Sometimes people speaking out on behalf of corporate interests get carried away. For instance, I loved the bit where David Emerson, who’s in deep with the oil companies, invoked John Cabot. “The age of sailing exploration may be far behind us,” he wrote in an essay published in the October 2010 issue of Policy Options magazine, “but the spirit that drove those entrepreneurial adventurers lives on in Canada’s Pacific Gateway Strategy.” Apparently nothing much separates the brave pioneers who set off across unknown seas five centuries ago and the sedentary suits pushing pipelines across the Rockies today. A spirit of magnificent adventure drives them all!
Or perhaps not.
Emerson, you will recall, was the Liberal who crossed the floor to join the Conservatives when things got tough for the Liberals. Prime Minister Harper bestowed upon him the international-trade portfolio (and later, foreign affairs) plus a brand-new one. He became minister for the Pacific Gateway. It used to be that lobbyists for commercial interests sought an audience with ministers. Now the lobbyist was the minister, and vice versa. In 2008, Emerson stood down from politics, but kept on speaking up for the oil-and-gas industry. When he wrote the article for Policy Options, he identified himself as chair of the Energy Policy Institute of Canada, a lobby group funded by the corporations that stand to benefit from the Northern Gateway pipeline. Emerson may have moved offices but seemingly his self-assigned task stayed the same.
The significance of the Options article is that it forms, if not the template, then a wonderfully explicit iteration of the text that now is being repeated by his former colleagues. Mostly, when Stephen Harper and, recently, Natural Resources Minister Joe Oliver speak out for the pipeline project, they dispense with rhetorical flourishes involving long-dead Italian sailors. But his other themes form a recurring motif. These include the following:
The potential energy yield from the tar sands is huge. Emerson: “At 170 billion barrels, the oil sands of the Athabasca Region in northern Alberta are the second-largest proven reserves of oil in the world after Saudi Arabia’s.” Joe Oliver on CBC’s “The Current” this morning: “The oil sands, some 170 billion barrels of proven reserves, are the third largest proven reserves in the entire world.” Second- or third-largest? Whatever. They’re really, really big.
Global, and especially Asian, demand for energy is rising fast. According to Emerson: “Global demand for energy is forecast to grow by 35 percent over the next two decades” largely driven by metastasizing economies in the Far East, especially China’s, which “has now taken Japan’s place as the world’s second-largest economy and is on track to become the largest … within the next three or four decades.” According to Oliver, in his recent letter complaining about environmental opposition to the project: “…the booming Asia-Pacific economies have shown great interest in our oil, gas, metals and minerals…. We must expand our trade with the fast growing Asian economies.”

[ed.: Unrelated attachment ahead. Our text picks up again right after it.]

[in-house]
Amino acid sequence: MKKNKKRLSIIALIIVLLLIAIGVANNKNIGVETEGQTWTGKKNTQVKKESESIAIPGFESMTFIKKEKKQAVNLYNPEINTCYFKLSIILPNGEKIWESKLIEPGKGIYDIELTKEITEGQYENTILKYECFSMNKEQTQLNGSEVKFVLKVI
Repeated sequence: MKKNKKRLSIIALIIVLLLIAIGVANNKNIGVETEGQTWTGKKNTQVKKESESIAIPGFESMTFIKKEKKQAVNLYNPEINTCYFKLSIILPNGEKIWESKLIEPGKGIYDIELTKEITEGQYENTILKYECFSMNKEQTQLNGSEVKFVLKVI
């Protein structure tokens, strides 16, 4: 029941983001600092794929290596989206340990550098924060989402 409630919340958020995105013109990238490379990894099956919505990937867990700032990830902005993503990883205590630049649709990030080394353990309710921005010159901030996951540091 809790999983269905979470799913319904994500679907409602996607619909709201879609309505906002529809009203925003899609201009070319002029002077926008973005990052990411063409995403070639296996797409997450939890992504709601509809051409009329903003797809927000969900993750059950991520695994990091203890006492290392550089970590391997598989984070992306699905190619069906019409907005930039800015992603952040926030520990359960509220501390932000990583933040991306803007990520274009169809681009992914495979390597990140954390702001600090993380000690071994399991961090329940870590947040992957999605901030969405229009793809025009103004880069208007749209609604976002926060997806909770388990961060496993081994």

Canada needs to reduce its reliance on the United States as a market for its energy resources. Emerson: “Diversification of Canada’s trade relationships beyond North America is a healthy and desirable objective. The point was driven home by last year’s global recession and slump in US demand for Canadian exports, on top of an established pattern of American protectionist initiatives in recent years.” Oliver on “The Current”: “We sell virtually all our energy resources to the United States. We have one customer, a very good customer, but we need to attract higher prices and we need to be cognizant of the fact that … our resources, frankly, are bigger than the United States is able and prepared to purchase.”
Thousands and thousands of jobs and billions and billions of dollars in revenue are at stake. The numbers come from the industry but their spokesmen’s eyes get big when they recite them. Emerson: “Pipeline and terminal construction at Kitimat would create 5,500 person-years of onsite employment and an additional 57,200 person-years throughout the Canadian economy. Governments would earn about $85 million per year in tax revenue—dollars that can be invested in research and technology, and that can build schools, hospitals and community centres.” Oliver on “The Current”: “If we are successful in building the pipelines we need, they can generate some 3.3 trillion dollars in economic activity, over 700 thousand jobs a year in Canada, from coast to coast, and well over 100 billion dollars in revenue for governments.” Eighty-five million dollars or $100 billion? Whatever. We’ll be up to our whatsits in lolly.
Some of these claims may be true, though it would be nice to have independent verification and, hey! maybe an examination of the underlying assumptions about what’s good for Canada. What’s really disturbing is the way government ministers read uncritically from the industry’s script while implying that environmental and other critics represent alien “special interests.”